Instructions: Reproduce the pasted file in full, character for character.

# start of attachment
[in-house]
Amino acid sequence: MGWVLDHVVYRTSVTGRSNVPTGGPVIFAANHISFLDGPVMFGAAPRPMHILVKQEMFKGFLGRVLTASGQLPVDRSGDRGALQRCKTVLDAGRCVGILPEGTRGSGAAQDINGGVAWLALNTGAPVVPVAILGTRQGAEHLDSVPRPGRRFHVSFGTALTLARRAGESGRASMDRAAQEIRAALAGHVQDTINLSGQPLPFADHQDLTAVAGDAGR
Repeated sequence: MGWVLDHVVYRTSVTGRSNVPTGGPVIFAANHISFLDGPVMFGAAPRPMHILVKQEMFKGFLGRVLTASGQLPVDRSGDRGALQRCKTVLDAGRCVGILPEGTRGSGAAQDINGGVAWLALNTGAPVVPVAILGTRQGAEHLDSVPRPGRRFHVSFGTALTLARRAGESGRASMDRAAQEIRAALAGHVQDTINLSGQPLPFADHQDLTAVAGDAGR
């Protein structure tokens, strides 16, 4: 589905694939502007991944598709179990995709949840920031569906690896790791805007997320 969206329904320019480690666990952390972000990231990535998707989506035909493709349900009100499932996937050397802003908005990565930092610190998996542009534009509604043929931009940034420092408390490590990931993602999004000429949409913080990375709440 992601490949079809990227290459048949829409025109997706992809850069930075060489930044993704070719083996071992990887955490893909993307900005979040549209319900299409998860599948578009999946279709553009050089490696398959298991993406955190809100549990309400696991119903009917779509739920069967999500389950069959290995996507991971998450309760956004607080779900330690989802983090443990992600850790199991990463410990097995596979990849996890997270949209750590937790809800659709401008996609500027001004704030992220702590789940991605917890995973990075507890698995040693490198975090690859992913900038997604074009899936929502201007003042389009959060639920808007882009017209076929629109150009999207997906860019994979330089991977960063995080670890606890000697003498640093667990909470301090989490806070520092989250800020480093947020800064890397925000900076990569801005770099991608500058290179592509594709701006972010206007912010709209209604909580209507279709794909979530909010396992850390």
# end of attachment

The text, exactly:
[in-house]
Amino acid sequence: MGWVLDHVVYRTSVTGRSNVPTGGPVIFAANHISFLDGPVMFGAAPRPMHILVKQEMFKGFLGRVLTASGQLPVDRSGDRGALQRCKTVLDAGRCVGILPEGTRGSGAAQDINGGVAWLALNTGAPVVPVAILGTRQGAEHLDSVPRPGRRFHVSFGTALTLARRAGESGRASMDRAAQEIRAALAGHVQDTINLSGQPLPFADHQDLTAVAGDAGR
Repeated sequence: MGWVLDHVVYRTSVTGRSNVPTGGPVIFAANHISFLDGPVMFGAAPRPMHILVKQEMFKGFLGRVLTASGQLPVDRSGDRGALQRCKTVLDAGRCVGILPEGTRGSGAAQDINGGVAWLALNTGAPVVPVAILGTRQGAEHLDSVPRPGRRFHVSFGTALTLARRAGESGRASMDRAAQEIRAALAGHVQDTINLSGQPLPFADHQDLTAVAGDAGR
């Protein structure tokens, strides 16, 4: 589905694939502007991944598709179990995709949840920031569906690896790791805007997320 969206329904320019480690666990952390972000990231990535998707989506035909493709349900009100499932996937050397802003908005990565930092610190998996542009534009509604043929931009940034420092408390490590990931993602999004000429949409913080990375709440 992601490949079809990227290459048949829409025109997706992809850069930075060489930044993704070719083996071992990887955490893909993307900005979040549209319900299409998860599948578009999946279709553009050089490696398959298991993406955190809100549990309400696991119903009917779509739920069967999500389950069959290995996507991971998450309760956004607080779900330690989802983090443990992600850790199991990463410990097995596979990849996890997270949209750590937790809800659709401008996609500027001004704030992220702590789940991605917890995973990075507890698995040693490198975090690859992913900038997604074009899936929502201007003042389009959060639920808007882009017209076929629109150009999207997906860019994979330089991977960063995080670890606890000697003498640093667990909470301090989490806070520092989250800020480093947020800064890397925000900076990569801005770099991608500058290179592509594709701006972010206007912010709209209604909580209507279709794909979530909010396992850390």